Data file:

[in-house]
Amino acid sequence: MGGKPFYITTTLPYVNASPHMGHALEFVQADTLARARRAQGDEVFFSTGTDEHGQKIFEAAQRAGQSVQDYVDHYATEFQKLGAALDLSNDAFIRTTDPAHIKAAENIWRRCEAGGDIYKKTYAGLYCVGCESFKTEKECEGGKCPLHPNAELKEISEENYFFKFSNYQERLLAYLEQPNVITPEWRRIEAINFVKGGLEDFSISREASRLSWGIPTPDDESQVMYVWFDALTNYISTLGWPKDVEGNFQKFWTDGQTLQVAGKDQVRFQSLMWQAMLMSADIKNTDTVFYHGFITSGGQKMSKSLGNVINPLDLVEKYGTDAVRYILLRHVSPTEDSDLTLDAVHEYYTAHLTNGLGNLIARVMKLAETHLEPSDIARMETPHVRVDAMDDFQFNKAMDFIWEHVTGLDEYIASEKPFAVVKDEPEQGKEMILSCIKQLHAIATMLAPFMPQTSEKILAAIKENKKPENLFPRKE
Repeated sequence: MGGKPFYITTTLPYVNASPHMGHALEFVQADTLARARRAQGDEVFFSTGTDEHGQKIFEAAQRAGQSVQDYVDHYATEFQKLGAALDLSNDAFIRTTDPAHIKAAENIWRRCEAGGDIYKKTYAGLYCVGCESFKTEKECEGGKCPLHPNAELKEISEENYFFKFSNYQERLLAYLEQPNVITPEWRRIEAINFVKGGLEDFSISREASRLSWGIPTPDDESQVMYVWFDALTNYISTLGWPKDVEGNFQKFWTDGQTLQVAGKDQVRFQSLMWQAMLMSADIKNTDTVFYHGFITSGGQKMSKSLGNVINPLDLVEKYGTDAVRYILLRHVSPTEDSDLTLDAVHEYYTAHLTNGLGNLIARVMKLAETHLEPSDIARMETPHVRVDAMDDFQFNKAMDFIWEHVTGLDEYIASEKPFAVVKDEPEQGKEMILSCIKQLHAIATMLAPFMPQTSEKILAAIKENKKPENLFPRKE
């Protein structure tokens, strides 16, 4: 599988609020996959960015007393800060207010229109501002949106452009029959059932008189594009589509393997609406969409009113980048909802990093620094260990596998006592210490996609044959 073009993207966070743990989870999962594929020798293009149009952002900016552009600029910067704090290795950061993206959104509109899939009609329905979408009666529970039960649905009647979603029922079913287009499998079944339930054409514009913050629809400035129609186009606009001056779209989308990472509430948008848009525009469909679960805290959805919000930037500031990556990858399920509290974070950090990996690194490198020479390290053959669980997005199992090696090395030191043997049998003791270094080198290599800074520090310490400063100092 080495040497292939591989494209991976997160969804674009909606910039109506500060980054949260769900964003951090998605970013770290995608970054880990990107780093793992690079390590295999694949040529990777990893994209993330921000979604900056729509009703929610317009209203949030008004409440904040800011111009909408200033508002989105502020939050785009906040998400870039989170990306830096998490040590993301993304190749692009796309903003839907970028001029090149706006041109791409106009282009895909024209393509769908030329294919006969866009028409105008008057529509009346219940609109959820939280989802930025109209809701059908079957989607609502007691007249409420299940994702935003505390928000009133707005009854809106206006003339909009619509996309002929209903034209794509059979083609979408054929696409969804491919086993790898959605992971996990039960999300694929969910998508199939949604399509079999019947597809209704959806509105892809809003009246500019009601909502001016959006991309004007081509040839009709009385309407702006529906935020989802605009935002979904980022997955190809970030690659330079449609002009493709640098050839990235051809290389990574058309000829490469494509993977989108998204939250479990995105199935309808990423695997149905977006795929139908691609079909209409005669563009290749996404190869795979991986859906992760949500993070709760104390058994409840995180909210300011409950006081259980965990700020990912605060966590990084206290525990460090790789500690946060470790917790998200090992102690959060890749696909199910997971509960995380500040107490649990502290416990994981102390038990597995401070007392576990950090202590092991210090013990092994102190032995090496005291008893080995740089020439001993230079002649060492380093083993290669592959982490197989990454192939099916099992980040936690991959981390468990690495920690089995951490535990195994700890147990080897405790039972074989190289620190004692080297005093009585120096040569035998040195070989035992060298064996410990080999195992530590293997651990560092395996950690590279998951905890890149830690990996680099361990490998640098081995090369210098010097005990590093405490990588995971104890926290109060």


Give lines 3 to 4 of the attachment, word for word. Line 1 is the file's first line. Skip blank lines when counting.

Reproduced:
Repeated sequence: MGGKPFYITTTLPYVNASPHMGHALEFVQADTLARARRAQGDEVFFSTGTDEHGQKIFEAAQRAGQSVQDYVDHYATEFQKLGAALDLSNDAFIRTTDPAHIKAAENIWRRCEAGGDIYKKTYAGLYCVGCESFKTEKECEGGKCPLHPNAELKEISEENYFFKFSNYQERLLAYLEQPNVITPEWRRIEAINFVKGGLEDFSISREASRLSWGIPTPDDESQVMYVWFDALTNYISTLGWPKDVEGNFQKFWTDGQTLQVAGKDQVRFQSLMWQAMLMSADIKNTDTVFYHGFITSGGQKMSKSLGNVINPLDLVEKYGTDAVRYILLRHVSPTEDSDLTLDAVHEYYTAHLTNGLGNLIARVMKLAETHLEPSDIARMETPHVRVDAMDDFQFNKAMDFIWEHVTGLDEYIASEKPFAVVKDEPEQGKEMILSCIKQLHAIATMLAPFMPQTSEKILAAIKENKKPENLFPRKE
């Protein structure tokens, strides 16, 4: 599988609020996959960015007393800060207010229109501002949106452009029959059932008189594009589509393997609406969409009113980048909802990093620094260990596998006592210490996609044959 073009993207966070743990989870999962594929020798293009149009952002900016552009600029910067704090290795950061993206959104509109899939009609329905979408009666529970039960649905009647979603029922079913287009499998079944339930054409514009913050629809400035129609186009606009001056779209989308990472509430948008848009525009469909679960805290959805919000930037500031990556990858399920509290974070950090990996690194490198020479390290053959669980997005199992090696090395030191043997049998003791270094080198290599800074520090310490400063100092 080495040497292939591989494209991976997160969804674009909606910039109506500060980054949260769900964003951090998605970013770290995608970054880990990107780093793992690079390590295999694949040529990777990893994209993330921000979604900056729509009703929610317009209203949030008004409440904040800011111009909408200033508002989105502020939050785009906040998400870039989170990306830096998490040590993301993304190749692009796309903003839907970028001029090149706006041109791409106009282009895909024209393509769908030329294919006969866009028409105008008057529509009346219940609109959820939280989802930025109209809701059908079957989607609502007691007249409420299940994702935003505390928000009133707005009854809106206006003339909009619509996309002929209903034209794509059979083609979408054929696409969804491919086993790898959605992971996990039960999300694929969910998508199939949604399509079999019947597809209704959806509105892809809003009246500019009601909502001016959006991309004007081509040839009709009385309407702006529906935020989802605009935002979904980022997955190809970030690659330079449609002009493709640098050839990235051809290389990574058309000829490469494509993977989108998204939250479990995105199935309808990423695997149905977006795929139908691609079909209409005669563009290749996404190869795979991986859906992760949500993070709760104390058994409840995180909210300011409950006081259980965990700020990912605060966590990084206290525990460090790789500690946060470790917790998200090992102690959060890749696909199910997971509960995380500040107490649990502290416990994981102390038990597995401070007392576990950090202590092991210090013990092994102190032995090496005291008893080995740089020439001993230079002649060492380093083993290669592959982490197989990454192939099916099992980040936690991959981390468990690495920690089995951490535990195994700890147990080897405790039972074989190289620190004692080297005093009585120096040569035998040195070989035992060298064996410990080999195992530590293997651990560092395996950690590279998951905890890149830690990996680099361990490998640098081995090369210098010097005990590093405490990588995971104890926290109060």